days per thousand

A standard measure of utilisation in the US which refers to an annualized use of hospital or other institutional care, which corresponds to the number of hospital days used/year/1,000 covered lives

days per thousand

Managed care A standard measure of utilization that refers to an annualized use of hospital or other institutional care, which corresponds to the number of hospital days used/yr per 1000 covered lives
References in periodicals archive ?
(6) (In 2013 and 2014, one Medicaid focused health insurer did not report inpatient days per thousand and ambulatory encounter data.
We can see that plans are now documenting reduced [emergency department] visits and days per thousand in the hospital."
According to the Congressional Budget Office, the need for long-term care services for the elderly will more than double during the next 30 years, with aging alone resulting in a 7% increase in hospital days per thousand over the next 10 years.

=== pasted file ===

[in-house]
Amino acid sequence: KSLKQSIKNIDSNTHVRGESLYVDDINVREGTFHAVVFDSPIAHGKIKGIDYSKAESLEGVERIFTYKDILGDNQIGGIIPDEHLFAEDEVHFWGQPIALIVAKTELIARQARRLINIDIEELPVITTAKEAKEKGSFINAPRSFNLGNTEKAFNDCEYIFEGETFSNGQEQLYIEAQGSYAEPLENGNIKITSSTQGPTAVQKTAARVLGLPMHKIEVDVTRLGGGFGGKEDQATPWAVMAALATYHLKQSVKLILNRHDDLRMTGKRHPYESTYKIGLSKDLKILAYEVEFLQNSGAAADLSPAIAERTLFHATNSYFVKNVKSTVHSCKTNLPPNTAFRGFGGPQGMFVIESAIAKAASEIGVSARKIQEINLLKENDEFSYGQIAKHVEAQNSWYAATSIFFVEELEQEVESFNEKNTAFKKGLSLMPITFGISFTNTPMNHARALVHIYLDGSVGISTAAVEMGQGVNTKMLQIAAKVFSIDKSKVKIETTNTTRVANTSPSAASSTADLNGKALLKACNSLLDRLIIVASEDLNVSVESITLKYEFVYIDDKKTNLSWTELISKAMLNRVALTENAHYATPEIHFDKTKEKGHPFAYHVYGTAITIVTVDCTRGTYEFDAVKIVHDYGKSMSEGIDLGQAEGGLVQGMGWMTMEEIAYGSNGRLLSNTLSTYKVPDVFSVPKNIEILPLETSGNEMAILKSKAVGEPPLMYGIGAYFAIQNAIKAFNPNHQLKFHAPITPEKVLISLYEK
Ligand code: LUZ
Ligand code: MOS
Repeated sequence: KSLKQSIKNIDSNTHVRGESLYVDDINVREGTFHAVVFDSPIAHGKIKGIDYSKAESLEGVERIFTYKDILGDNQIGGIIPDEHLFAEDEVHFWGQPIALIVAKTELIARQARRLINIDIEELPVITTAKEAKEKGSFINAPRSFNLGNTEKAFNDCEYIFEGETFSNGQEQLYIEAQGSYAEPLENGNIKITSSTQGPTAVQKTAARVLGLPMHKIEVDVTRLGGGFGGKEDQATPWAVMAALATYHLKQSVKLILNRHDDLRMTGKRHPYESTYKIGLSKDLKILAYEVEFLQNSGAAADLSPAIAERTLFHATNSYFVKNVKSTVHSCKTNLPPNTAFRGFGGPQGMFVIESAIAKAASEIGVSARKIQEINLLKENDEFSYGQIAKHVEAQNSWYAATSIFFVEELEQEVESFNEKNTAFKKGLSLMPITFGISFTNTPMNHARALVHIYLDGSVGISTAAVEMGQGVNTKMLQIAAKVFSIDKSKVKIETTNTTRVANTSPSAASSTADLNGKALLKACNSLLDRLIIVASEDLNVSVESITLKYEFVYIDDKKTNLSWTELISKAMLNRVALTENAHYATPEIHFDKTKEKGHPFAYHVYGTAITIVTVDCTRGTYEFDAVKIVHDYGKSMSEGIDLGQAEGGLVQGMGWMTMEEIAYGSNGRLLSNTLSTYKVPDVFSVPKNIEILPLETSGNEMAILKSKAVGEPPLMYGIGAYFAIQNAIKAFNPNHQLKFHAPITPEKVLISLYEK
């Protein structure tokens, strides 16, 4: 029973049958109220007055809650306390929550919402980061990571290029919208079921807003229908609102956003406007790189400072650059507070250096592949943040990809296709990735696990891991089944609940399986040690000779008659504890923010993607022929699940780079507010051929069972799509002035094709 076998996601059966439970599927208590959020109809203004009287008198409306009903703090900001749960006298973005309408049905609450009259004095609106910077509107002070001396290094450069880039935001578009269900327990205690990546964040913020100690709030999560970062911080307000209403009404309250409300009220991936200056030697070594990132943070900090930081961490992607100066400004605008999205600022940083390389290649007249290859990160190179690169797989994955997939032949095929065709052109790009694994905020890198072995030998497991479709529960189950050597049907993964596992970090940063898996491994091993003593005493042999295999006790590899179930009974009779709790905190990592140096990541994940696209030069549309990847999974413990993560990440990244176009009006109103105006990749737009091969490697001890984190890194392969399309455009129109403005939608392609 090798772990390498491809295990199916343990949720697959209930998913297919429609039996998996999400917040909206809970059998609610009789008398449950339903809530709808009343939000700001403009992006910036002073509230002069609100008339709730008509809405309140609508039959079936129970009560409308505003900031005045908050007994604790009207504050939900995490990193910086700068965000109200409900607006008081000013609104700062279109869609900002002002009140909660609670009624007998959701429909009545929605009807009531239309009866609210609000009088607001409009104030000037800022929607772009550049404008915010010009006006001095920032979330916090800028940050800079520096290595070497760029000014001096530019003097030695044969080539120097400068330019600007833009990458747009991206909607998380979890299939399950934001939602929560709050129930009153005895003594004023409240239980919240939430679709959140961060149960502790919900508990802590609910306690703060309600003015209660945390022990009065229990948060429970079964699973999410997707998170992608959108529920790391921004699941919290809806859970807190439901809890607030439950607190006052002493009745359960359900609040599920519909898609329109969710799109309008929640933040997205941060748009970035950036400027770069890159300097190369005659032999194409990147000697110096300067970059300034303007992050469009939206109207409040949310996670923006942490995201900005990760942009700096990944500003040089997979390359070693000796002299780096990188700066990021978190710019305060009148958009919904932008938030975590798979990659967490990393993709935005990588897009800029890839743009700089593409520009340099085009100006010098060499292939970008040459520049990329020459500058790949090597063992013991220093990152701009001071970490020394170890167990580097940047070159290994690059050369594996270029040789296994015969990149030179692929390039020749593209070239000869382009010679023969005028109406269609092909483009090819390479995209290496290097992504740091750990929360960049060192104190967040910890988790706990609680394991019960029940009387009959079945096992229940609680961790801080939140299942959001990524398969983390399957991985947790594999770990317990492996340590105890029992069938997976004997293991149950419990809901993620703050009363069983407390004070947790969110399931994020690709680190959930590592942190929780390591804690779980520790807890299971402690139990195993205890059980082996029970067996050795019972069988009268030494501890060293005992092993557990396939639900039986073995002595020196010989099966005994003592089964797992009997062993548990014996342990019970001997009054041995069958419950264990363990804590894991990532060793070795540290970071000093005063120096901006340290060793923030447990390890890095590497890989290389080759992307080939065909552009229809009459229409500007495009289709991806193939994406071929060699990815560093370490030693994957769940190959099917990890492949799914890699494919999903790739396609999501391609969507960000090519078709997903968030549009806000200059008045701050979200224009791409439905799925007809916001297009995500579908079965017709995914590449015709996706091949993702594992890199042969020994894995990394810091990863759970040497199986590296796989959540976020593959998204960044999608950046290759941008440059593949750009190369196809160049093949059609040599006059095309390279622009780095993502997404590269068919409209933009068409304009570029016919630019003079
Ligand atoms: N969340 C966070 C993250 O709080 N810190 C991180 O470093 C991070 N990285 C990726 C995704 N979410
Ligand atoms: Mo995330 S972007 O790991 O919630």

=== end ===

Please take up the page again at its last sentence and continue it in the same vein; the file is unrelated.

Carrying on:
Parts of California had utilization rates for inpatient beds below 1,000 days per thousand enrollees (for Medicare managed care enrollees) at the same time that markets like Iowa ranged between 2,500 and 3,000 days per thousand.
The North-East lost two working days per thousand employees in 2003, well below the national average of 19 and other regions such as Northern Ireland (101), London (51) and Scotland (39).
The best comparison is to review the use of bed days per thousand covered lives per year.
Journalists examine a plan s performance by separately comparing its days per thousand for Medicare patients, Medicaid patients, and private plan enrollees.
* In 1998, 2,224 inpatient days per thousand were utilized by PACE enrollees, as compared to 2,014 for all Medicare beneficiaries age 65 and over.
Traditional cost measures - inpatient days per thousand people and average length of stay - miss the mark because they assume the problem is generalized in base costs across the board.
Journalists examine a plans performance by separately comparing its days per thousand for Medicare patients, Medicaid patients, and private plan enrollees.
Those databases help you to look at, through the rear view mirror, what you did in the last month or quarter with your utilization parameters, length of stay, bed days per thousand, admissions per thousand, readmission rates, and some of the HEDIS rates and measures.
Journalists examine a plan's performance by separately comparing its days per thousand for Medicare patients, Medicaid patients, and private plan enrollees.